Friday Update: Phonathon success

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Brian Gawor

Vice President for Research at Ruffalo Noel Levitz
Brian Gawor, CFRE, is a former annual fund and major gift professional who now focuses on research and benchmarking to drive fundraising strategy. He is also a doctoral student studying higher education giving.
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The Friday Fundraising Update collects fundraising industry insights and success stories and delivers them to you each Friday from Ruffalo Noel Levitz.

This week, some great articles on fundraising tactics for telefund and phonathon success.

From around the web:

  Phonathon Success at Ohio University
Phonathon Success
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Phonathon success strategies

Spotlight: Learn the latest tactics for phonathon success

2017 Phonathon Workshops

Join us in Denver for the annual RNL Phonathon Managers Workshop and CAMPUSCALL Workshop. You’ll learn how to maximize phonathon response and return on investment, and find out what the best programs are doing to power this crucial personal engagement channel.

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Maximize your phonathon ROI with cell append research

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Brian Gawor

Vice President for Research at Ruffalo Noel Levitz
Brian Gawor, CFRE, is a former annual fund and major gift professional who now focuses on research and benchmarking to drive fundraising strategy. He is also a doctoral student studying higher education giving.
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Your phonathon campaign is at risk of not reaching your potential donors. Increasingly, donors have cut the cord on their land lines and only use mobile phones, so many of the numbers in your database may be bad. The good news is that RNL has a cost-effective way to seek quality cell phone numbers for your donors and prospects.

RNL Cell Phone Append Research allows you to:

  • Grow your phone solicitations and raise more money by calling people for whom you don’t currently have a phone number associated.
  • Have a second number available for people whose number is confirmed to be disconnected or wrong.

Try our free RNL Cell Phone Append ROI Calculator to estimate the additional pledge dollars you will raise this year with an investment in cell phone append research. We’ve populated the calculator with our average statistics from hundreds of thousands of numbers researched during 2015-2016..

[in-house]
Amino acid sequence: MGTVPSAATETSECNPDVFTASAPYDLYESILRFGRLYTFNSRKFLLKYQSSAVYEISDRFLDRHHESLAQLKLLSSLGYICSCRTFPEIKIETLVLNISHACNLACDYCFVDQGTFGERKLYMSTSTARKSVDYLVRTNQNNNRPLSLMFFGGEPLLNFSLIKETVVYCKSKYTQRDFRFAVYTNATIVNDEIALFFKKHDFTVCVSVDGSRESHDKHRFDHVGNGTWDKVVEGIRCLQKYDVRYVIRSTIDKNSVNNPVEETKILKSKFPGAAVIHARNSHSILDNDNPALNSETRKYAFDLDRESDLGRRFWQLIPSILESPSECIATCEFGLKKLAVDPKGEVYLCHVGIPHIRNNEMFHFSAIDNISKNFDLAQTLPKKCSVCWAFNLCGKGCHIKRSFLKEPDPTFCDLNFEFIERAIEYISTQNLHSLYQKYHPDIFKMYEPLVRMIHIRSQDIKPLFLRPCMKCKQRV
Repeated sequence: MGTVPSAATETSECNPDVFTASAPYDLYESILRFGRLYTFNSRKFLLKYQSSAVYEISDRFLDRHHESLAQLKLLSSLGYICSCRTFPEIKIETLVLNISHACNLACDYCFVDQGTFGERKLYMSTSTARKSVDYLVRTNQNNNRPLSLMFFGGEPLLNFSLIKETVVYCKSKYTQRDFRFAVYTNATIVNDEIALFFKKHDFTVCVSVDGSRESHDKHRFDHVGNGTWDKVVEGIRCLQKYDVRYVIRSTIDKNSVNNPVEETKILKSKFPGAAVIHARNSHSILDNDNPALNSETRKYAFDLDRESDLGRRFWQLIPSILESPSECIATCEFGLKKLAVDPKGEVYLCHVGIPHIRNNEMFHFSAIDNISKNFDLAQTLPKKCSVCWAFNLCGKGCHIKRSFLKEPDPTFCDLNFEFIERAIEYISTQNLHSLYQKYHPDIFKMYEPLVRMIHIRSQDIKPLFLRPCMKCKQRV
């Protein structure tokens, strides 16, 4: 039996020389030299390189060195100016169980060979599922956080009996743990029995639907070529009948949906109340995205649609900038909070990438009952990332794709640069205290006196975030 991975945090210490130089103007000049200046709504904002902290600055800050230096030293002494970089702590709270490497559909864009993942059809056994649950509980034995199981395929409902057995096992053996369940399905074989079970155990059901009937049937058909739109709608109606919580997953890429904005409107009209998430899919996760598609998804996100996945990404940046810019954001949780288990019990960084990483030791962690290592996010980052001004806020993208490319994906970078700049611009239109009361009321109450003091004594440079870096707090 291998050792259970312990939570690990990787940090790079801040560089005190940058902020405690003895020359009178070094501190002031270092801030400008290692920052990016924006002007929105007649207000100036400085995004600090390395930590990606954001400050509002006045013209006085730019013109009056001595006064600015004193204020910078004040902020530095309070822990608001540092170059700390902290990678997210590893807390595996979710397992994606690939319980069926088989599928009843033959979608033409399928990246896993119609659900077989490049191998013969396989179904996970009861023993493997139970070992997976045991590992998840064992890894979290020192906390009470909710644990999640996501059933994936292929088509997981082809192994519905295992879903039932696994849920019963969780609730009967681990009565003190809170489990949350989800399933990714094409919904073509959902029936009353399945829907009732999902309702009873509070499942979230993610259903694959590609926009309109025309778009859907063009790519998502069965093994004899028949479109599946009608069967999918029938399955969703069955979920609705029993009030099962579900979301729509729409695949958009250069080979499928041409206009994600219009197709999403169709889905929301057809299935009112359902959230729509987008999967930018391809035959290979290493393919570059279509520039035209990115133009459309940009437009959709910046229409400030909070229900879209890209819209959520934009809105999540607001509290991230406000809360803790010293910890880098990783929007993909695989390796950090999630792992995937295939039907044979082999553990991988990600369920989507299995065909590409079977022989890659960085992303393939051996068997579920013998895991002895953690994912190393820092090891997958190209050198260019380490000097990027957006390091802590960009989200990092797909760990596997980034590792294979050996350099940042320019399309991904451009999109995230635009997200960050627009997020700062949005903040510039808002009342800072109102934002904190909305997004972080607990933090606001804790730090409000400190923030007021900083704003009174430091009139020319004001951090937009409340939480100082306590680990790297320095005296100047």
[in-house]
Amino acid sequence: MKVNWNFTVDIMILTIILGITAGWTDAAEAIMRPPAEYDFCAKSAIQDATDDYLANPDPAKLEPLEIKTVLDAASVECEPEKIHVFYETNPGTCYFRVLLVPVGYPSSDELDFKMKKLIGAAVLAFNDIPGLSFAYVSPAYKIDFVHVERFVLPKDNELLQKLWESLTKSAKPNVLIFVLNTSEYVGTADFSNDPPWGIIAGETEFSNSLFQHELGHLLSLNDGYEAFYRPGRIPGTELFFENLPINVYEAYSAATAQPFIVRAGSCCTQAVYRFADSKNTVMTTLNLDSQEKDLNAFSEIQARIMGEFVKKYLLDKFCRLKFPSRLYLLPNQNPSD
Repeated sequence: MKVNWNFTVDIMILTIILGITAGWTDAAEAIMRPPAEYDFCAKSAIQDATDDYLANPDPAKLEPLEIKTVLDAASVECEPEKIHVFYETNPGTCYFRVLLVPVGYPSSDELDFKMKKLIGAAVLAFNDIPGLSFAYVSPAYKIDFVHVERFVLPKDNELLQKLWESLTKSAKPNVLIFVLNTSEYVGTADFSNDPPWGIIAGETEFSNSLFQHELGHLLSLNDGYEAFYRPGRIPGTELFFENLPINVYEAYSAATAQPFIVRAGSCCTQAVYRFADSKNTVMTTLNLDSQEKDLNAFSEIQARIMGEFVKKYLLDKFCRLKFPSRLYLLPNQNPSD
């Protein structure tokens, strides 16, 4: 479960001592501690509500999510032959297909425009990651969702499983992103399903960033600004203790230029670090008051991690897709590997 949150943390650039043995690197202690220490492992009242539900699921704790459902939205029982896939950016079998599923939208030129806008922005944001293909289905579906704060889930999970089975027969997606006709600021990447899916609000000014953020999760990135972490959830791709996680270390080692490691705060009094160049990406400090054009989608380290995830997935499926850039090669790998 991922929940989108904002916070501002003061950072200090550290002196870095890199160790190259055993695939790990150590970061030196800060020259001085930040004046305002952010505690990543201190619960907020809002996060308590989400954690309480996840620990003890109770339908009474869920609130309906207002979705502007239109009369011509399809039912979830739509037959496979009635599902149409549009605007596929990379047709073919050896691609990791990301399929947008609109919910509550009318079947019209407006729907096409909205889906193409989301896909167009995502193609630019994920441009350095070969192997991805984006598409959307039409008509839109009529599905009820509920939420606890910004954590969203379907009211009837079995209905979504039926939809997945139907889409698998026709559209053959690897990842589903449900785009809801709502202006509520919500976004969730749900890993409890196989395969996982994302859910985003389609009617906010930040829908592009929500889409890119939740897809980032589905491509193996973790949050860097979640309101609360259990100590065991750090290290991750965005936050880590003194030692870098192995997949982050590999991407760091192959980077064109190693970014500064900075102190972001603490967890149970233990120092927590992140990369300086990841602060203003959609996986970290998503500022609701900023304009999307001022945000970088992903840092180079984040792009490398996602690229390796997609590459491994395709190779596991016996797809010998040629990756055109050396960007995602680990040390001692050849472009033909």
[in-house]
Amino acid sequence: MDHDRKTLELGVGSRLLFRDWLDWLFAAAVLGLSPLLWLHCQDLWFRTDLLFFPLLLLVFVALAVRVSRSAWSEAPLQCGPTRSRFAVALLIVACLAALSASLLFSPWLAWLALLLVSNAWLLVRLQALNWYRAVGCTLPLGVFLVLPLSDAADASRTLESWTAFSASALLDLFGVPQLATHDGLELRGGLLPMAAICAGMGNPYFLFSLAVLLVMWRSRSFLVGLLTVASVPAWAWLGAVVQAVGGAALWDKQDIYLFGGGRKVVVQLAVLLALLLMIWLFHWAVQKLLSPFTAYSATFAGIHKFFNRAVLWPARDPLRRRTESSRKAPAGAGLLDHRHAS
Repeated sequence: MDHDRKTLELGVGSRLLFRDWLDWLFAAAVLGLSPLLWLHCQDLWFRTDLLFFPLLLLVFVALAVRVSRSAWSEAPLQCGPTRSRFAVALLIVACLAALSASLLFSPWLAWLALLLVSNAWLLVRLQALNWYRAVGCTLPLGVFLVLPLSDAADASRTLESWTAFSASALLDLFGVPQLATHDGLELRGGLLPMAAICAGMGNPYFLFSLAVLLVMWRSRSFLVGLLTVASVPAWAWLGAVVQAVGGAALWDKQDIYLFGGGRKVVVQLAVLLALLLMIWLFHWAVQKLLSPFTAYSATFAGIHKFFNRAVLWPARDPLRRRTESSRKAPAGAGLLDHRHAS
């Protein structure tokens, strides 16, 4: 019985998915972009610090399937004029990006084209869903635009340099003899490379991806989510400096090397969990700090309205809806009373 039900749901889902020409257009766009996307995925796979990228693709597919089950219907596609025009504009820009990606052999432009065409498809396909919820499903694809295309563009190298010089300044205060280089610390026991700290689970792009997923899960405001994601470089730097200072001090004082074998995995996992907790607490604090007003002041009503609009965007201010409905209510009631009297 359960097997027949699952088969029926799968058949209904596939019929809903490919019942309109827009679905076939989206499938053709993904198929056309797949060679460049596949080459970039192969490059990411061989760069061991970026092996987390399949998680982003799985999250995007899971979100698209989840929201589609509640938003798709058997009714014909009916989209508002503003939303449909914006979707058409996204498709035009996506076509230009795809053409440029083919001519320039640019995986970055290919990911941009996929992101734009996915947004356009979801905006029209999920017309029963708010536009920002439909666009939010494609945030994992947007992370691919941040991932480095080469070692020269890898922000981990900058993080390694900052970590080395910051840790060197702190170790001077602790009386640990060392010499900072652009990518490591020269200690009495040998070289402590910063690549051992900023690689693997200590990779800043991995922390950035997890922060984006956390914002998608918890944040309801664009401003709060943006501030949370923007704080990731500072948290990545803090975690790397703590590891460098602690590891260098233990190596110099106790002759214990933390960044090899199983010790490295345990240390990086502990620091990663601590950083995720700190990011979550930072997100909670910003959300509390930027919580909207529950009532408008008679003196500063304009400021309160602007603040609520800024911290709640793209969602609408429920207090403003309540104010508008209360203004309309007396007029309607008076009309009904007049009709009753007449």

Contact RNL to learn how we can help you reach your donors and increase phonathon ROI.

“Over the past two fiscal years, [Ruffalo Noel Levitz] cell append research has allowed us to reengage with 22,695 alumni resulting in over $363,690 from 4,637 pledges. Cell append is now a key component of our annual giving strategy!”

Elizabeth Ullian
Senior Associate Director of the Florida Fund
University of Florida

Millennial Myth Busters: Phonathon Fundraising

Sean Shaikun

Sean Shaikun

Director of Market Research at Ruffalo Noel Levitz
Sean has 20 years experience in fundraising and works with hundreds of programs each year. He drives strategy related to current industry trends, benchmarking and new fundraising products at RNL.
Sean Shaikun

Millennials are quickly making up a large part of the donor prospect base. A lot of attention has been given to this group that has grown up in the era of Facebook, Twitter, and YouTube. Their communication is mediated by technology in a way that older generations can sometimes hardly believe.

Fundraising definitely needs to change and evolve to match the preferences of this new group of donors–especially at a time when many programs are concerned about the health of their donor acquisition programs. We recently shared that thinking of these programs as a “loss leader” is dead wrong — new donors contribute significantly over their lifetimes and can mean a lot of money to your organization. Many programs are considering big shifts in their traditional methods of acquiring donors, with the phone program a primary target. We hear things like “young people hate the phone,” or “they text, they don’t talk.” So we looked into our records of millions of phone calls to non-donors over the past 2 years to see if what we “feel” holds up to what the data say.

Analyzing 12 million phonathon fundraising records

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Podcast: Value of New Donors in the Long Term

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Brian Gawor

Vice President for Research at Ruffalo Noel Levitz
Brian Gawor, CFRE, is a former annual fund and major gift professional who now focuses on research and benchmarking to drive fundraising strategy. He is also a doctoral student studying higher education giving.
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Acquiring new donors is important for any fundraising program. Encouraging new people to give every year is crucial. As fundraisers, new donor acquisition is usually not something we’re real excited about- in the first year it’s expensive, but we do it anyway.

Sean Shaikun, Director of Market Research, discussing value of new donors

Sean Shaikun, Director of Market Research